Towns in the Triangle region are growing fast. While growth brings jobs, it also puts pressure on our region’s ability to sustain us. The need for clean drinking water drives Triangle towns to pursue expanded access to water from Falls and Jordan lakes, and sometimes these competing needs flare up into heated debates.
But recently we’ve had nothing but rain, so why worry?
Data collected at the Raleigh-Durham airport shows that since the later part of 2013, our rainfall levels have trended above historical averages. But much of that rain has come in big storms and that causes a different problem for our water supply.
Mitch Woodward, a water quality specialist for the North Carolina Cooperative Extension Service, explains that yards unable to absorb the rain from a big storm produce a lot of water running off into the stormwater system. That water courses through the system and drains into streams that lead to rivers and lakes.
According to Woodward, “We’re going to get more and more run off from storms and that increases the velocity of the water in the stream and that causes erosion. Most of that is sediment, which is North Carolina’s number one pollutant. Sediment, dirt and water, is our number one pollutant and is caused by localized stream bank erosion.”
It surprises me that sediment is our biggest pollutant. But as that organic muck gets into our streams, rivers, and lakes it decays and reduces the water’s oxygen levels which can lead to fish kills and algae blooms, and that requires more chemical treatment to make the water drinkable. A complex issue of towns fighting for greater access to clean drinking water begins as something as simple as the rain falling on the roof of my house.
If I add together my roof, driveway, sidewalk, and patio, my little patch of suburban heaven is pumping out nearly 3000 gallons of water run off every time it rains one inch. A simple calculation is that for every 1000 square feet of impervious surface, each inch of rain produces about 600 gallons of water.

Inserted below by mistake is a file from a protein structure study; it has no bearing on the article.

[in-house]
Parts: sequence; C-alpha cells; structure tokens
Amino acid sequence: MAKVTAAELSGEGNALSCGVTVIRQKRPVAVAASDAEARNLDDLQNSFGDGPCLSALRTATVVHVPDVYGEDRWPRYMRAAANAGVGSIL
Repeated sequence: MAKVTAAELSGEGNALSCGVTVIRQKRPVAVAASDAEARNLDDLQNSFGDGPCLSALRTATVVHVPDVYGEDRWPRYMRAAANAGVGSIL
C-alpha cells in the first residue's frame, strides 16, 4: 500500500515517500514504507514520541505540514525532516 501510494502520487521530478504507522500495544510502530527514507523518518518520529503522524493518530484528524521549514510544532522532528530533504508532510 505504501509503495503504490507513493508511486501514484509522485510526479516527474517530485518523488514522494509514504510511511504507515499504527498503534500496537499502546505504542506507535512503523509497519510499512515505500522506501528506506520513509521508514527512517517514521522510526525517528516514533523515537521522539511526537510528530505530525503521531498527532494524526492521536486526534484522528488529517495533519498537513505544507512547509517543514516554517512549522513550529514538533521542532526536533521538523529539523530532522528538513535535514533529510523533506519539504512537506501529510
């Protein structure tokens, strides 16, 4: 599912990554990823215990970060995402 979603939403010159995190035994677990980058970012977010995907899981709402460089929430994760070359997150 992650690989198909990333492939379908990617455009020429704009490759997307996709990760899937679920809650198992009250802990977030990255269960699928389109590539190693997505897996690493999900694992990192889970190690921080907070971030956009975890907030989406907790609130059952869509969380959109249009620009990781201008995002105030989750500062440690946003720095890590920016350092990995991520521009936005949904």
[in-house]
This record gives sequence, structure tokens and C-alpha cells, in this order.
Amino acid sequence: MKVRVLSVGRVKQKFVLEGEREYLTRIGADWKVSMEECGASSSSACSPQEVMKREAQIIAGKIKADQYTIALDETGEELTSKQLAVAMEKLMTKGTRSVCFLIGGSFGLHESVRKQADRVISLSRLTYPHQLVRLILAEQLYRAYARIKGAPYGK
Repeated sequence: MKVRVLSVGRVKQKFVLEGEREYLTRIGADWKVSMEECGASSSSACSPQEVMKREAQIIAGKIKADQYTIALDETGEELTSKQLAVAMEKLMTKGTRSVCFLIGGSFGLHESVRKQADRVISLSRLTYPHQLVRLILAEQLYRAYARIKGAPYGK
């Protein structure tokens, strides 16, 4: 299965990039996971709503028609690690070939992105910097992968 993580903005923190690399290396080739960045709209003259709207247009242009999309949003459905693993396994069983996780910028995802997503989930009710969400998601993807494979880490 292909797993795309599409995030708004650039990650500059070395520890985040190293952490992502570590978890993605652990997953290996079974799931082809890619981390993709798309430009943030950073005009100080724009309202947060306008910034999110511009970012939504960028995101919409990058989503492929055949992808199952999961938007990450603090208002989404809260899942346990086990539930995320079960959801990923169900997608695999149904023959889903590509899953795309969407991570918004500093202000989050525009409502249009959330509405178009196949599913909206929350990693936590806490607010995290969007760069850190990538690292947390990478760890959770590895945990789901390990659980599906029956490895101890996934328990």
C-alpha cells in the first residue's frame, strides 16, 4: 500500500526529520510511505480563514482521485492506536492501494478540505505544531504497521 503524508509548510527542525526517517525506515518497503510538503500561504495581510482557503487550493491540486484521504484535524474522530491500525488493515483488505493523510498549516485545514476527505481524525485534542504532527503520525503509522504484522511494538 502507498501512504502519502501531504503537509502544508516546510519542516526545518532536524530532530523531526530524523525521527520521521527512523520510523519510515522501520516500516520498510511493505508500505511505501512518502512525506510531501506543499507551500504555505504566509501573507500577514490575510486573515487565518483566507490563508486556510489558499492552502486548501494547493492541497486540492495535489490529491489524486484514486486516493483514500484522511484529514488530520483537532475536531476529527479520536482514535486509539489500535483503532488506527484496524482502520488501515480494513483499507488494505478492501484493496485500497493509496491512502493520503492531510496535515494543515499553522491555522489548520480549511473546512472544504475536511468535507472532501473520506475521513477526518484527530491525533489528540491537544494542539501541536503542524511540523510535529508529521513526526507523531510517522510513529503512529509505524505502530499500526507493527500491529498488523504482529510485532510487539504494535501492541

Local municipalities are working to restore stream banks to slow down the problems caused by erosion. It’s expensive and can be a slow process. But business and homeowners can help by reducing the water running off from their property.
Steps you can take can include disconnecting your downspouts that discharge directly into the stormwater system and redirecting that water to infiltrate an area on your property.
Or collecting that rainwater in a rain barrel or cistern so you can use it later during a dry period. Installing a rain garden in a wet area on your property will help absorb the water rather than letting it flow away.
We can help educate our friends and neighbors about the connection between rainwater, how we manage our yards, and drinking water quality. Our drinking water supply is a resource we all share and can all help protect.
The following resources have ideas on how you can reduce the amount of stormwater flowing off your property.
Alamance County – www.alamance-nc.com/planning/programs/stormwater-information.
Chatham County – www.chathamnc.org/index.aspx?page=882.
Durham County – durhamnc.gov/ich/op/pwd/storm/Pages/RainCatchers.aspx.
Franklin County – www.franklincountync.us/services/soil-and-water-conservation.
Granville County – www.granvillenc.govoffice2.com.
Johnston County – www.johnstonnc.com/mainpage.cfm?category_level_id=546.
Lee County – www.leecountync.gov.
Orange County – www.orangecountync.gov/DocumentCenter/View/3918/Rain-Gardens-for-Orange-County-PDF
Wake County – https://raleighnc.gov/news/2018-04-05-raleigh-rainwater-rewards-stormwater-program-helps-citizens-recycle-rainwater
Dr. Lise Jenkins is a Durham County Extension Master Gardener Volunteer.